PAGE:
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North America, United States, Washington, North Cascades, Mount Morrison, Don-Julie

Mount Morrison, Don-Julie. In the summer of 1994 I climbed the Hobbs/Slate route on the north buttress of Mount Morrison with Don Lamson. From this route it is possible to view the central pillar, which appeared to have more compact rock than the choss we were climbing. A winter ascent of the north buttress with Brian Biega reconfirmed this: the central pillar has some clean looking stone.

In September I returned with Jim Howie. We carried a light free climbing rack with pitons and a bolt kit. The route begins at the left-hand edge of a conspicuous red band of rock. The permanent snowfield at the base of the wall was peppered with recent rockfall, prompting us to solo about 20 meters of loose rock to the first belay under an imaginary roof. A very long rightward traversing pitch, right above the yawning moat of the snowfield, put us at the base of a four-pitch right-facing dihedral. Square-cut edges were everywhere and, besides a few stones lying on the ledges, the rock quality is superior to that of the Hobbs/Slate route. We encountered a backoff piton and a stopper at the first sling belay in the corner. Good protection with Friends and nuts and the odd piton enabled us to utilize excellent face holds to the right of the main corner. Sunshine and a ledge arrived simultaneously, providing an incredible lunch stop; we followed the upper pillar to the top, which looked easier than it was. The setting sun hurried us to the summit, but not without a terrific trundle on the 10th pitch, the only shattered pitch on this climb. We named the route Don-Julie after our friends Donald Lamson and Julie Romweber, who perished on nearby Red Slate Mountain in the spring.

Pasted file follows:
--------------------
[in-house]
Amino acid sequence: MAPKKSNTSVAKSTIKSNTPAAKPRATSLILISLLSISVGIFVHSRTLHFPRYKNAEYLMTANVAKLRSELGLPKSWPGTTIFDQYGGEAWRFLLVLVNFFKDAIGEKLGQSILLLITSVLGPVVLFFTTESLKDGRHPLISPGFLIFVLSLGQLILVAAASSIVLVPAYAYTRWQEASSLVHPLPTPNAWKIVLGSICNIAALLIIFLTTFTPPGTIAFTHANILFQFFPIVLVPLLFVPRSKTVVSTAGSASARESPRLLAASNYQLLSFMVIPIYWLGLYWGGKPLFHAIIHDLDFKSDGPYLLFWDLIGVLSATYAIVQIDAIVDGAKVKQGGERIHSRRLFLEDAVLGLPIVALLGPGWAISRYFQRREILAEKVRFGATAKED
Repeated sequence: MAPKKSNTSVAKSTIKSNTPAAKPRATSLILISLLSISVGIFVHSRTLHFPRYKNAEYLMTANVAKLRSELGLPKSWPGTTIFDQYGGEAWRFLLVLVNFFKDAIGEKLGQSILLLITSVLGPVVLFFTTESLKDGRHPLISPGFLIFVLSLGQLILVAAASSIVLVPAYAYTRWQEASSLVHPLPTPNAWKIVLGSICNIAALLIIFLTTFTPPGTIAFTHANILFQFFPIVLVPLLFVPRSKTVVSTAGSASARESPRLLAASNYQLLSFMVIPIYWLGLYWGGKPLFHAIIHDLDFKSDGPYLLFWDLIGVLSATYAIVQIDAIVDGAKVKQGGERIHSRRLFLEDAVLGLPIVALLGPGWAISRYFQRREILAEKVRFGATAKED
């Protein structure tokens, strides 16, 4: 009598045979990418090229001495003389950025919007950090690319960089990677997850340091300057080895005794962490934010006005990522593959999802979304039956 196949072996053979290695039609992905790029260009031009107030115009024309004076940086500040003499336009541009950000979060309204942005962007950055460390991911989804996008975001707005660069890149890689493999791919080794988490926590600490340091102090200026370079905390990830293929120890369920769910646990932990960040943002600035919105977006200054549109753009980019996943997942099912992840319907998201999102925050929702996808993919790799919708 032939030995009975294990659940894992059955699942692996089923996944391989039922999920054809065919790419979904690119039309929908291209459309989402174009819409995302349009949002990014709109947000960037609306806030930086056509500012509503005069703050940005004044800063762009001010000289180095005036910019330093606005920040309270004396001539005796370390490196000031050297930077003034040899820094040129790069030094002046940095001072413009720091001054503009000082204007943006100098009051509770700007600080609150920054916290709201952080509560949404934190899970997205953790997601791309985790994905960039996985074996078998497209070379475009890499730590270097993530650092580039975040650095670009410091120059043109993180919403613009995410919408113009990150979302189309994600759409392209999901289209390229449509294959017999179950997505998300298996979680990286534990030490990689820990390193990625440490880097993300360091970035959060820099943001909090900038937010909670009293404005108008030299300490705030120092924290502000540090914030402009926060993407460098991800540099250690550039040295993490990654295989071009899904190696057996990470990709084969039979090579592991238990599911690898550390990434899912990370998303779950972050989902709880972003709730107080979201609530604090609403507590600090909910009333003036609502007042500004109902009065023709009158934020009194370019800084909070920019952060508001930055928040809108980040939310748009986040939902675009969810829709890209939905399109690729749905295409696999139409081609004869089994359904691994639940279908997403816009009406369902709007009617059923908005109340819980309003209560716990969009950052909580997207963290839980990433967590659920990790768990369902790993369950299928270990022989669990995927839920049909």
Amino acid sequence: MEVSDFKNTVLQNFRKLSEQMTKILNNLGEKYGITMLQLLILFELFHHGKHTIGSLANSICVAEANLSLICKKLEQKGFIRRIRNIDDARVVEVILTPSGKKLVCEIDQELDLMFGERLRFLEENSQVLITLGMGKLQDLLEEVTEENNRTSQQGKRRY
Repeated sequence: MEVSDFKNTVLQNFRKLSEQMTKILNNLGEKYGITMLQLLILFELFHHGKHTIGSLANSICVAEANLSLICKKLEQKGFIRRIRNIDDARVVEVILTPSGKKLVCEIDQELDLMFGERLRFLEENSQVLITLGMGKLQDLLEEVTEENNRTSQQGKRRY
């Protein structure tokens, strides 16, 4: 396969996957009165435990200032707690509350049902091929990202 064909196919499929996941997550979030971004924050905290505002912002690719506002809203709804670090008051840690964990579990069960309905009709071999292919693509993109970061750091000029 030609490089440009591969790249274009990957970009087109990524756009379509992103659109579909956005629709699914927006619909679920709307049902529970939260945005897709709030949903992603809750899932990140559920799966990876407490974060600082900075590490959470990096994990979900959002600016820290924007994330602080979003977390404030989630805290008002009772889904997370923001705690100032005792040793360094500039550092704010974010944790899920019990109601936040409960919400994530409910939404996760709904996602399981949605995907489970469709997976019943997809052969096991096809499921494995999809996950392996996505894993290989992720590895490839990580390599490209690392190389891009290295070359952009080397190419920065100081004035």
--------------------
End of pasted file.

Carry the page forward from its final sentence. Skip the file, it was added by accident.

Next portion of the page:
Paul Teare, unaffiliated